With the Union budget 2018, customs duty on both mobile phones and mobile phone parts have been hiked from 15 per cent to 20 per cent. The move is likely to impact manufacturers who import mobile phone parts into the country and also those who are importing spare parts. While many players have ‘Made in India’ programs, when it comes to spare parts like display, battery, processors, most of these are still being imported from outside in India.
For consumers, mobile phones could become more expensive with the new hike in customs duty. Finance Minister Arun Jaitley said the hike was done to boost manufacturing in India, opening up more job opportunities in the sector. If one goes by the reactions of the smartphone players, most are positive the hike will boost manufacturing in India, though some players acknowledged that prices of devices could go up.
Chinese player OnePlus said that over 85 per cent of its mobiles are made in India. “This is opportune time to introduce next set of regulations to attract investment in the manufacturing sector and establish India as a global hub for electronics. At OnePlus, we are fully committed to the Indian market and welcome the proposed regulations,” Vikas Agarwal, General Manager at OnePlus India said in a press statement.
HMD Global, which is the manufacturer for Nokia phones, also echoed OnePlus’ thoughts on the issue and said their business will largely remain unaffected since most Nokia phones are being produced in India. “While the import duties for mobile phones increased to 20 per cent, along with a 15 per cent duty on key components, this will have a minimum impact on our business, as all of our current portfolio of Nokia phones are manufactured in India,” said Ajey Mehta, Vice President India, HMD Global in a press statement.
Home grown player Micromax said the move will encourage local manufacturing. “The government’s measures towards the import duty on printed circuit boards (PCBs), camera modules, connectors and other components that go into making smartphones, will boost the Make in India initiative and will relentlessly pursue in curbing imports and building value addition in the country,” explained Rajesh Aggarwal, Co-Founder Micromax.
Indian players like Lava International also welcomed the hike on customs duty. “We welcome the announcement on custom duty increase in mobile phones. This will provide a big boost to the Make-in-India campaign by the government,” Sanjeev Agarwal, Chief Manufacturing Officer, Lava International said.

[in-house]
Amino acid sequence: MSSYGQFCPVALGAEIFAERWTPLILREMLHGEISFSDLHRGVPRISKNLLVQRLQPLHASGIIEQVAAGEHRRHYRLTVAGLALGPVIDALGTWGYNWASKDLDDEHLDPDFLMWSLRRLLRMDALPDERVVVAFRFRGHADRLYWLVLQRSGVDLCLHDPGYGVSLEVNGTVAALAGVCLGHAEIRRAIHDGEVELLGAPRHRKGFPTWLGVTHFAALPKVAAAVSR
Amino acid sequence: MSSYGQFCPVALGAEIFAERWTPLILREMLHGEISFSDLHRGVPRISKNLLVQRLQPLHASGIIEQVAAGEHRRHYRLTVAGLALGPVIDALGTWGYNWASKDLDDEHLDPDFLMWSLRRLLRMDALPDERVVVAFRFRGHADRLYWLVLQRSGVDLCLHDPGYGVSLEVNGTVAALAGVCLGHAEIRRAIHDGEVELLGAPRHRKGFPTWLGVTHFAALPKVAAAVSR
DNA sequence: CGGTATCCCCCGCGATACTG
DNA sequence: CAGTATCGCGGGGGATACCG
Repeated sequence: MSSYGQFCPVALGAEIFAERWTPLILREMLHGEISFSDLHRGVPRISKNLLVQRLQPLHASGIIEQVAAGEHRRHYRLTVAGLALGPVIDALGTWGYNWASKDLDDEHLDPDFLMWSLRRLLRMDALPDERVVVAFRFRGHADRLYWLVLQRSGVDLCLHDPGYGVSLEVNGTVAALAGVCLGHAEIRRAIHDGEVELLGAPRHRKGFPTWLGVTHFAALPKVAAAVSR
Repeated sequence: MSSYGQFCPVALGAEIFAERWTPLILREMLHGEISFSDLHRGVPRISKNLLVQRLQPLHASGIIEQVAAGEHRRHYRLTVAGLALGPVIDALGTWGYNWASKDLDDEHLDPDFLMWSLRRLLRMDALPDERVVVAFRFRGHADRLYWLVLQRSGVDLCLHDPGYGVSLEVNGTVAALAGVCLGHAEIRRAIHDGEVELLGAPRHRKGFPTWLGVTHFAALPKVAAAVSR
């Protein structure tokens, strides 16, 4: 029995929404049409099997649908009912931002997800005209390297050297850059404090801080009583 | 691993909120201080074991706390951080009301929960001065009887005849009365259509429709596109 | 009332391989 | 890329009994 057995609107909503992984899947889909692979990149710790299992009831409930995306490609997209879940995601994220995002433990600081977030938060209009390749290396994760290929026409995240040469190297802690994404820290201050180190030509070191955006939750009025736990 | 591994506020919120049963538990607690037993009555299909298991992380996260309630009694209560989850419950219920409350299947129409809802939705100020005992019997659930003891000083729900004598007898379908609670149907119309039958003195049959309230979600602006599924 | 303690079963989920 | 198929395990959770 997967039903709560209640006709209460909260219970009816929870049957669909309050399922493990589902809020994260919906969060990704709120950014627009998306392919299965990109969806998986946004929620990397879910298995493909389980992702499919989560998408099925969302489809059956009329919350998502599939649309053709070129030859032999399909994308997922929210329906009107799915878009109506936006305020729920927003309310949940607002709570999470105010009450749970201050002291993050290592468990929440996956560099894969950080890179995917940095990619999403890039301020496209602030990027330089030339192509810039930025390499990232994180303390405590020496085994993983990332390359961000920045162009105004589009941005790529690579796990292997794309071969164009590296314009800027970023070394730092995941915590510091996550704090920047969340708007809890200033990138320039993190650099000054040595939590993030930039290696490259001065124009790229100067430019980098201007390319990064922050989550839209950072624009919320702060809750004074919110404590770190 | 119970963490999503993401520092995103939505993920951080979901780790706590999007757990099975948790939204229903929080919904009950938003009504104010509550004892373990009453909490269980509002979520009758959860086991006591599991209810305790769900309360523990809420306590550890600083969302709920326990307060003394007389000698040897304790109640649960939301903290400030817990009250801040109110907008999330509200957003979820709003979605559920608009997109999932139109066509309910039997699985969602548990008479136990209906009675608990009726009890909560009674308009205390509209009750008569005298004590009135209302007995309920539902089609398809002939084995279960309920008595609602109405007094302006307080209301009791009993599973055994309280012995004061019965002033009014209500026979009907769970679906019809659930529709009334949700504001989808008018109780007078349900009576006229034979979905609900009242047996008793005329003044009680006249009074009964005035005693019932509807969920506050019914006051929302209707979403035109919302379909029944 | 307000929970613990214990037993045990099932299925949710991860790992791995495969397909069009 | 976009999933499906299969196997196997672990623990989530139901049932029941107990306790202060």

Another Indian player Comio called the budget a positive step for mobiles. “The increased custom duty on mobiles will further boost local manufacturing and will be the essential push to create a manufacturing eco-system in India,” said Sanjay Kumar Kalirona, CEO and Director for Comio Mobiles.
Chinese player ZTE also agreed the hike in basic customs duty will encourage major smartphone players to open manufacturing in India. “With the increase in Basic Custom Duty from 15 to 20 percent, the government has shown the encouragement to major smartphone players in setting up their manufacturing units in India. This step apart from supporting the Make in India movement, will also create job opportunities,” Sachin Batra, Director Marketing at ZTE telecom India said in a press statement.
Motorola, which is owned by Lenovo, said that they have doubled production capacity in India in the financial year. “The current move will provide stimulus to the government’s ‘Make in India’ initiative and further enhance the manufacturing sector leading to job creation. Our journey of Make in India began three years ago and we have been manufacturing and assembling at our manufacturing unit through our global contract manufacturing partner Flextronics,” Sudhin Mathur, Managing Director, Motorola Mobility India, said in a press statement.
Another major Chinese player Huawei said the move would strengthen local manufacturing. “Earlier this week, we have begun production of our latest bestseller the Honor 7x and will continue to add to our production portfolio,” pointed out P Sanjeev, who is Vice President Sales Huawei India, Consumer Business Group.
New players like iVooMI also welcomed the move. Ashwin Bhandari, CEO iVOOMi India said resources required for making the phones in India are stable and the customs duty hike will take localisation to the next level. Meanwhile, Chinese player Coolpad pointed out that the manufacturing infrastructure for spare parts was still not enough in India.
“The increase in custom duty from 15% to 20% will definitely hamper the cost to customer, especially when it comes to getting repairs for the high-end devices. While increase in custom duty on handsets will compel brands to manufacture or assemble more in India, still there is not great support for local ecosystem for manufacturing spare parts,” said Syed Tajuddin, CEO, Coolpad India.